Bush staunchly defends free trade in farewell
AFP - 11 minutes ago
LIMA (AFP) - - US President George W. Bush, bidding farewell to the international stage, on Saturday offered a sweeping defense of free trade, demanding the world resist protectionism during the financial turmoil.
Bush and 20 other leaders from the Pacific rim were holding talks in Peru at the tightly guarded military headquarters, where two decades earlier troops tortured suspected leftist sympathizers.
The Asia-Pacific Economic Cooperation (APEC) forum, which accounts for half of world trade, was expected to call for a loosening of trade restrictions in hopes of giving a much-needed boost to the ailing global economy.
Bush was holding final meetings with other leaders and was bracing for a potentially tense summit with Russian President Dmitry Medvedev, who was launching a defiant tour across Latin America.
Staunchly defending his often controversial eight-year presidency as he prepares to hand over to Barack Obama, Bush summed up his philosophy as "free markets, free trade and free people."
"I believe there is an Almighty and I believe a gift of that Almighty to every man, woman and child on the face of the Earth is freedom," Bush said in an address on his final foreign trip as president.
A smiling Bush, peppering his remarks with Spanish, conceded that recent events showed that governments must sometimes intervene in markets.
The Bush administration led a 700 billion-dollar bailout of Wall Street in hopes the US economy would rebound from its worst crisis since the Great Depression.
"Yet it is also essential that nations resist the temptation to overcorrect by imposing regulations that would stifle innovation and choke off growth," Bush said. "The verdict of history is unmistakable."
He vowed to press hard in his final two months in office to break a deadlock in World Trade Organization negotiations, a pledge made by 20 world leaders last week in Washington for a summit on the financial turmoil.
"We refuse to accept protectionism in the 21st century," Bush said emphatically.
Despite massive job cuts and plummeting growth rates across the world, Bush predicted that capitalism would eventually be vindicated.
"Recovering from the financial crisis is going to take time, but we'll recover, and in so doing begin a new era of prosperity," he said.
Obama, despite his wild popularity around much of the world, has sparked concerns among some Asian leaders that he would take the United States in a protectionist direction.
"Nations must not regress toward protectionism by citing the current financial crisis," said President Lee Myung-Bak of South Korea, whose currency has been hammered in recent weeks.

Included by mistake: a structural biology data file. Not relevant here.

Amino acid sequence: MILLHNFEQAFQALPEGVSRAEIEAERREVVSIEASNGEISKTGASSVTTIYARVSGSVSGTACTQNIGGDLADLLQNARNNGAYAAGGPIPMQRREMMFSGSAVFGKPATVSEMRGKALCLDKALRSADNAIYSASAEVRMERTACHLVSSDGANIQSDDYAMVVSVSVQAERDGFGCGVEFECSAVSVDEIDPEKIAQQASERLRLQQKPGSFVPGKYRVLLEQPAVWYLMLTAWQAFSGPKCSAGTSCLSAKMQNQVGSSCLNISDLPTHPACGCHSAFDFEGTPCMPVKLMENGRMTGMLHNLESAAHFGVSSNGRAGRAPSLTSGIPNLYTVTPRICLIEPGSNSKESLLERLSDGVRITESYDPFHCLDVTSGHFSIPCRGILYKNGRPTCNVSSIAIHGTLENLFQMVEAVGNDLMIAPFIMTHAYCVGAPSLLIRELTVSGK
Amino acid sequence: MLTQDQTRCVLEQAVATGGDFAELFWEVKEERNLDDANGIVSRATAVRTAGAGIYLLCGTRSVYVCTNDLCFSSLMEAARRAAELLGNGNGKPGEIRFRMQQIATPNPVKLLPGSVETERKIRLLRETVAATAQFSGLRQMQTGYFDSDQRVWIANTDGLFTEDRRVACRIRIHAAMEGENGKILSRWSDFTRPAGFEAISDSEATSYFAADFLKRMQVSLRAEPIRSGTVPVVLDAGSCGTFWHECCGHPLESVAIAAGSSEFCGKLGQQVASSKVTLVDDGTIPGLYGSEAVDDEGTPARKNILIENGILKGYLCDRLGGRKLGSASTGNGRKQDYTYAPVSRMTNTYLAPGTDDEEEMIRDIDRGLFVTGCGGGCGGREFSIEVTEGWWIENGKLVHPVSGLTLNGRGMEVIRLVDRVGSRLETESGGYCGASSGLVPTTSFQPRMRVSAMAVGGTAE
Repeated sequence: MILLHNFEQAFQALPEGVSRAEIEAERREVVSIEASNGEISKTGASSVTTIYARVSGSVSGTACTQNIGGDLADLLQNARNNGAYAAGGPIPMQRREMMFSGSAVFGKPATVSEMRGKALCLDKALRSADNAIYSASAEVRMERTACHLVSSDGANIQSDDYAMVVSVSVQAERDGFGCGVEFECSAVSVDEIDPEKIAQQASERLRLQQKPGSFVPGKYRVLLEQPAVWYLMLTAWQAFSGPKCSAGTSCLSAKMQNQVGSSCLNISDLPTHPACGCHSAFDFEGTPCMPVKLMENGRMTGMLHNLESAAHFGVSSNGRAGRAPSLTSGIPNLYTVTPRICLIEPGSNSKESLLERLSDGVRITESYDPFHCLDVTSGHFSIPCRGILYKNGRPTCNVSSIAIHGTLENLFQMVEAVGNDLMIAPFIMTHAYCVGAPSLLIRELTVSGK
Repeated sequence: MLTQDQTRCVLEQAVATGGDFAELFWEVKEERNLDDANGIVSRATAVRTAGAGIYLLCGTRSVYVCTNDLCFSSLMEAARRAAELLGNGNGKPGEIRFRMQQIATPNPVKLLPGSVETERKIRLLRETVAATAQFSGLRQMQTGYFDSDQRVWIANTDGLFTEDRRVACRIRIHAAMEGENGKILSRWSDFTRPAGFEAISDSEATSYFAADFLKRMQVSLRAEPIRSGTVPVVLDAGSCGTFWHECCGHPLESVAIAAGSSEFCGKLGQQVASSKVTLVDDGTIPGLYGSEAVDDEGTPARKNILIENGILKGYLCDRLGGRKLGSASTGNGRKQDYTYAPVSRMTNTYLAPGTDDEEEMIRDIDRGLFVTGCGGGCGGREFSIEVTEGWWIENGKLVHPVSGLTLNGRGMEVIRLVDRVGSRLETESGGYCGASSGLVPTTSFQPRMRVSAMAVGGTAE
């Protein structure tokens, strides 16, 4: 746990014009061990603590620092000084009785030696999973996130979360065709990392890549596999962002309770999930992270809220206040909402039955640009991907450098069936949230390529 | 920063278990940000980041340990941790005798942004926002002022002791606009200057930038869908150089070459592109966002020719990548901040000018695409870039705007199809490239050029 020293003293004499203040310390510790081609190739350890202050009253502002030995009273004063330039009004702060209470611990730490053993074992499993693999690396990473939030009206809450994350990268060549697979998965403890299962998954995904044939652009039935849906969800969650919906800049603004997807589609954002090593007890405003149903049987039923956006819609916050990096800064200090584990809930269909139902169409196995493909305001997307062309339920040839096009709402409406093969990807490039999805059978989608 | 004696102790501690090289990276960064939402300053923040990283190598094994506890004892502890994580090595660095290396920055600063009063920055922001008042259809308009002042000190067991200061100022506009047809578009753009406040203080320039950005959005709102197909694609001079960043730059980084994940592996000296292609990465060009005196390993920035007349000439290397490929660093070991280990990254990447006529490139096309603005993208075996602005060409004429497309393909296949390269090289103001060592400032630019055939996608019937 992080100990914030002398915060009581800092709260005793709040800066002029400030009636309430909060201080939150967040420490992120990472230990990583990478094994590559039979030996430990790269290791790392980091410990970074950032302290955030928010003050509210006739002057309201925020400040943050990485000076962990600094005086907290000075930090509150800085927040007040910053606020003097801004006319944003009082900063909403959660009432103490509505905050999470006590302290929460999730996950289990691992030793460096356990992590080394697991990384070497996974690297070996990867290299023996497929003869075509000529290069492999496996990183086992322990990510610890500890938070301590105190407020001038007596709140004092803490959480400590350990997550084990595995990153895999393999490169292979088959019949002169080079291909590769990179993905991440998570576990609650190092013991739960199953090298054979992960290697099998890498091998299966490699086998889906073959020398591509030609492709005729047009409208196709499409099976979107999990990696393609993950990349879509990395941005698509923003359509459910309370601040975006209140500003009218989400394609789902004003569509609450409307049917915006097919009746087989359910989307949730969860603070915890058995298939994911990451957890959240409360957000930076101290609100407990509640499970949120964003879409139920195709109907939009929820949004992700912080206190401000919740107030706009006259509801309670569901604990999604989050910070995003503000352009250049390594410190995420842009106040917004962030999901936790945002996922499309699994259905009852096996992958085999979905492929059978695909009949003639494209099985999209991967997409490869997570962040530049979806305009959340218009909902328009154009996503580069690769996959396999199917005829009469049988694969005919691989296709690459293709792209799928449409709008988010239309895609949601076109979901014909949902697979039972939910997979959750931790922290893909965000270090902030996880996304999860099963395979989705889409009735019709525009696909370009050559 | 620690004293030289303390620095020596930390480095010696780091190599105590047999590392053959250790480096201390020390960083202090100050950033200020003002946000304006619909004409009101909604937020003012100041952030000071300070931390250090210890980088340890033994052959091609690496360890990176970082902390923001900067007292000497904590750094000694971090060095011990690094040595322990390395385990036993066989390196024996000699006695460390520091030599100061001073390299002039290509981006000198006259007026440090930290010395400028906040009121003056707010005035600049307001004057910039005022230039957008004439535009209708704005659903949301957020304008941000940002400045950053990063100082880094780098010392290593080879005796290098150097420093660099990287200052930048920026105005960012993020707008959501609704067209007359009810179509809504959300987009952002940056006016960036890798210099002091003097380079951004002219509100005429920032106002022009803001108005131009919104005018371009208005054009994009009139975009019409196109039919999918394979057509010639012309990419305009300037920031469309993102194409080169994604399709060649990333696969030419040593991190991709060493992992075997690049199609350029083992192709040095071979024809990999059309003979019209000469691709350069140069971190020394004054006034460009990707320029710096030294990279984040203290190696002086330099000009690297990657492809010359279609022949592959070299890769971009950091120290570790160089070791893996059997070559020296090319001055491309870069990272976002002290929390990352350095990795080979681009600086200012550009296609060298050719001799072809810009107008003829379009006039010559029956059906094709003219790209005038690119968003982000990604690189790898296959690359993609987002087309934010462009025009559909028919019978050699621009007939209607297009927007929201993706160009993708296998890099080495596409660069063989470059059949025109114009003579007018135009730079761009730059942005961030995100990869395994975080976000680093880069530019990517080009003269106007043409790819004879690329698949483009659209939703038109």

"Protectionism begets more protectionism and results in a further slowdown of the global economy," Lee said.
Canadian Prime Minister Stephen Harper gently chided other major economies that have intervened to prop up businesses and markets.
"As necessary as such actions may be in some countries, there should be a plan to unwind this kind of direct participation by governments in the banking business over the long term," Harper said.
But Indonesian President Susilo Bambang Yudhoyono set his sights on oil-rich states and companies, saying they should help poor people hit by the economic crisis after reaping in profits until recently from sky-high energy prices.
"With this great wealth should also come a moral duty," Yudhoyono said.
Bush was due later to meet with Medvedev. He also held a joint summit with Japanese Prime Minister Taro Aso and South Korean President Lee Myung-Bak .
During the talks, Bush promised Aso that the United States would "hold the North Koreans to account" for abducted Japanese nationals, and told the South Korean leader that US-South Korea free trade deal has stalled in the US Congress because of an anti-trade "backlash," the White House said.
The summit with the Asian powers also focused on ways to give a push to a six-nation deal to end North Korea's nuclear program, one area where Bush has held out hope for a last-minute success.
Medvedev is launching a four-nation tour of Latin America, traditionally Washington's sphere of influence. Russia's relations with the United States have rapidly deteriorated in recent months in part over Washington's plans to place a missile defense shield in former Soviet bloc nations.
But Bush had a more friendly farewell meeting Friday with Chinese President Hu Jintao, who thanked the president for improving relations between the Pacific powers and invited him to visit China after leaving office.
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